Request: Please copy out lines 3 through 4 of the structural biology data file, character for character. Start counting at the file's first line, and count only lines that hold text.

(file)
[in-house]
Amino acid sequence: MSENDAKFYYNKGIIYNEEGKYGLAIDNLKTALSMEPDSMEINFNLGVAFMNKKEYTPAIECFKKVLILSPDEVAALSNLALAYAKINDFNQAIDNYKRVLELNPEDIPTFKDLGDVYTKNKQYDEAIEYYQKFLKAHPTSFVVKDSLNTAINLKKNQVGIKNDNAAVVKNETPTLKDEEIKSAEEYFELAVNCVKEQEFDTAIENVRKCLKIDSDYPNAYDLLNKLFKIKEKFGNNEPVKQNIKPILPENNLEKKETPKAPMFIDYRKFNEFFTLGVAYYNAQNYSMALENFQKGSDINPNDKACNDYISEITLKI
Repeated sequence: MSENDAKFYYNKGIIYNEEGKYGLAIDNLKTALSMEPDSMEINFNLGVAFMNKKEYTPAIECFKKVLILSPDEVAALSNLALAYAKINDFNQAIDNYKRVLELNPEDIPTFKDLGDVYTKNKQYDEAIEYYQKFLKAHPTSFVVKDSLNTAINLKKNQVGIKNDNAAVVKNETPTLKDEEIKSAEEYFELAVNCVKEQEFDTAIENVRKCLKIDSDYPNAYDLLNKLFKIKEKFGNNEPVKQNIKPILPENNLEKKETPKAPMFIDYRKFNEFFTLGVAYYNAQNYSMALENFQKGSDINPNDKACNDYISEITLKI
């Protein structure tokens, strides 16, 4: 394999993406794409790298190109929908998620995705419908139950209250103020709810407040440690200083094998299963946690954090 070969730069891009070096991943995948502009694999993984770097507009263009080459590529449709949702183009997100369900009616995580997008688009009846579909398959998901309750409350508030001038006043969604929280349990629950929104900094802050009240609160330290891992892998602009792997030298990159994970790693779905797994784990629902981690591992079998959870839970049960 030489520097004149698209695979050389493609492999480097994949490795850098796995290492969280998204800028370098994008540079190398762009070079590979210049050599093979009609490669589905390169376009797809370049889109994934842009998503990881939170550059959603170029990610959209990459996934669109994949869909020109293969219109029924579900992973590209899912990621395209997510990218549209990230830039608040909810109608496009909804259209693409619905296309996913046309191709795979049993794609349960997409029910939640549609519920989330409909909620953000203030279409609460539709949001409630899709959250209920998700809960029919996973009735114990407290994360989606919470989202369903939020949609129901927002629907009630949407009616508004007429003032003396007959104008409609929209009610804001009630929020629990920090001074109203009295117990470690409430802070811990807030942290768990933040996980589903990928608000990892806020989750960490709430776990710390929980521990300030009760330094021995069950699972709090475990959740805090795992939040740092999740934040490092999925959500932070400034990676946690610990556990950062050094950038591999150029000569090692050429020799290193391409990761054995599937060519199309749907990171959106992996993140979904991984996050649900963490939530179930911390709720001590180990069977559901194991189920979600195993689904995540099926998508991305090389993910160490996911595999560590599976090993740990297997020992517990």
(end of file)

Repeated sequence: MSENDAKFYYNKGIIYNEEGKYGLAIDNLKTALSMEPDSMEINFNLGVAFMNKKEYTPAIECFKKVLILSPDEVAALSNLALAYAKINDFNQAIDNYKRVLELNPEDIPTFKDLGDVYTKNKQYDEAIEYYQKFLKAHPTSFVVKDSLNTAINLKKNQVGIKNDNAAVVKNETPTLKDEEIKSAEEYFELAVNCVKEQEFDTAIENVRKCLKIDSDYPNAYDLLNKLFKIKEKFGNNEPVKQNIKPILPENNLEKKETPKAPMFIDYRKFNEFFTLGVAYYNAQNYSMALENFQKGSDINPNDKACNDYISEITLKI
């Protein structure tokens, strides 16, 4: 394999993406794409790298190109929908998620995705419908139950209250103020709810407040440690200083094998299963946690954090 070969730069891009070096991943995948502009694999993984770097507009263009080459590529449709949702183009997100369900009616995580997008688009009846579909398959998901309750409350508030001038006043969604929280349990629950929104900094802050009240609160330290891992892998602009792997030298990159994970790693779905797994784990629902981690591992079998959870839970049960 030489520097004149698209695979050389493609492999480097994949490795850098796995290492969280998204800028370098994008540079190398762009070079590979210049050599093979009609490669589905390169376009797809370049889109994934842009998503990881939170550059959603170029990610959209990459996934669109994949869909020109293969219109029924579900992973590209899912990621395209997510990218549209990230830039608040909810109608496009909804259209693409619905296309996913046309191709795979049993794609349960997409029910939640549609519920989330409909909620953000203030279409609460539709949001409630899709959250209920998700809960029919996973009735114990407290994360989606919470989202369903939020949609129901927002629907009630949407009616508004007429003032003396007959104008409609929209009610804001009630929020629990920090001074109203009295117990470690409430802070811990807030942290768990933040996980589903990928608000990892806020989750960490709430776990710390929980521990300030009760330094021995069950699972709090475990959740805090795992939040740092999740934040490092999925959500932070400034990676946690610990556990950062050094950038591999150029000569090692050429020799290193391409990761054995599937060519199309749907990171959106992996993140979904991984996050649900963490939530179930911390709720001590180990069977559901194991189920979600195993689904995540099926998508991305090389993910160490996911595999560590599976090993740990297997020992517990």